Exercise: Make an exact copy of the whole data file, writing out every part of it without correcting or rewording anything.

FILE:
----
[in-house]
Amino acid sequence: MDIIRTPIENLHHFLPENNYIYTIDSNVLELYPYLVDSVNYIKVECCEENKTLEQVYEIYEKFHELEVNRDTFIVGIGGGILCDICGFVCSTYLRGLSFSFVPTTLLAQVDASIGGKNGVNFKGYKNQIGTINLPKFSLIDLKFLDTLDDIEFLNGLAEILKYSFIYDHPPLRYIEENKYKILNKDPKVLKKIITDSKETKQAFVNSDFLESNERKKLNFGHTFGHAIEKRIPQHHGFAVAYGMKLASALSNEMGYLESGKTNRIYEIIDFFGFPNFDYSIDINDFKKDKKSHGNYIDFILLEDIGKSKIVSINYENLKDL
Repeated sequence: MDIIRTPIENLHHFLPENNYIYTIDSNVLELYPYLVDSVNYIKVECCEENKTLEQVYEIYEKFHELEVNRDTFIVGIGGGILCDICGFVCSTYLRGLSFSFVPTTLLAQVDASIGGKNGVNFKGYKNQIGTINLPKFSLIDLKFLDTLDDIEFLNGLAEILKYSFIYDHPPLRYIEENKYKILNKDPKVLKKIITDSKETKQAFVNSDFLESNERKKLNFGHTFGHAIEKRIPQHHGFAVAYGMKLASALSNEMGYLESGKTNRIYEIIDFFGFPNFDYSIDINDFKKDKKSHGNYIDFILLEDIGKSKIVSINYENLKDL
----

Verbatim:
[in-house]
Amino acid sequence: MDIIRTPIENLHHFLPENNYIYTIDSNVLELYPYLVDSVNYIKVECCEENKTLEQVYEIYEKFHELEVNRDTFIVGIGGGILCDICGFVCSTYLRGLSFSFVPTTLLAQVDASIGGKNGVNFKGYKNQIGTINLPKFSLIDLKFLDTLDDIEFLNGLAEILKYSFIYDHPPLRYIEENKYKILNKDPKVLKKIITDSKETKQAFVNSDFLESNERKKLNFGHTFGHAIEKRIPQHHGFAVAYGMKLASALSNEMGYLESGKTNRIYEIIDFFGFPNFDYSIDINDFKKDKKSHGNYIDFILLEDIGKSKIVSINYENLKDL
Repeated sequence: MDIIRTPIENLHHFLPENNYIYTIDSNVLELYPYLVDSVNYIKVECCEENKTLEQVYEIYEKFHELEVNRDTFIVGIGGGILCDICGFVCSTYLRGLSFSFVPTTLLAQVDASIGGKNGVNFKGYKNQIGTINLPKFSLIDLKFLDTLDDIEFLNGLAEILKYSFIYDHPPLRYIEENKYKILNKDPKVLKKIITDSKETKQAFVNSDFLESNERKKLNFGHTFGHAIEKRIPQHHGFAVAYGMKLASALSNEMGYLESGKTNRIYEIIDFFGFPNFDYSIDINDFKKDKKSHGNYIDFILLEDIGKSKIVSINYENLKDL